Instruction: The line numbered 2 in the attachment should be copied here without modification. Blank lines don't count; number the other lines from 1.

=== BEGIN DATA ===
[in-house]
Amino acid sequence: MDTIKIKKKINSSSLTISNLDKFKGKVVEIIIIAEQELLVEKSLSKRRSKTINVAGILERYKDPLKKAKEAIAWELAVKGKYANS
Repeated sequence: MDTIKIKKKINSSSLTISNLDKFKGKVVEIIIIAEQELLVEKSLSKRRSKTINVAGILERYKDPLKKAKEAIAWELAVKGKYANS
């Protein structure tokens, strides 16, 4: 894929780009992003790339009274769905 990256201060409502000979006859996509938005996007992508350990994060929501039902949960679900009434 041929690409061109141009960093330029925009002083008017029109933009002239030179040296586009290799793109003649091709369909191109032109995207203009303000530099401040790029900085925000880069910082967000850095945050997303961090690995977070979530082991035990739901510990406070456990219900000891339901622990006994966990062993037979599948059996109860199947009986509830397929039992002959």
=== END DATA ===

Amino acid sequence: MDTIKIKKKINSSSLTISNLDKFKGKVVEIIIIAEQELLVEKSLSKRRSKTINVAGILERYKDPLKKAKEAIAWELAVKGKYANS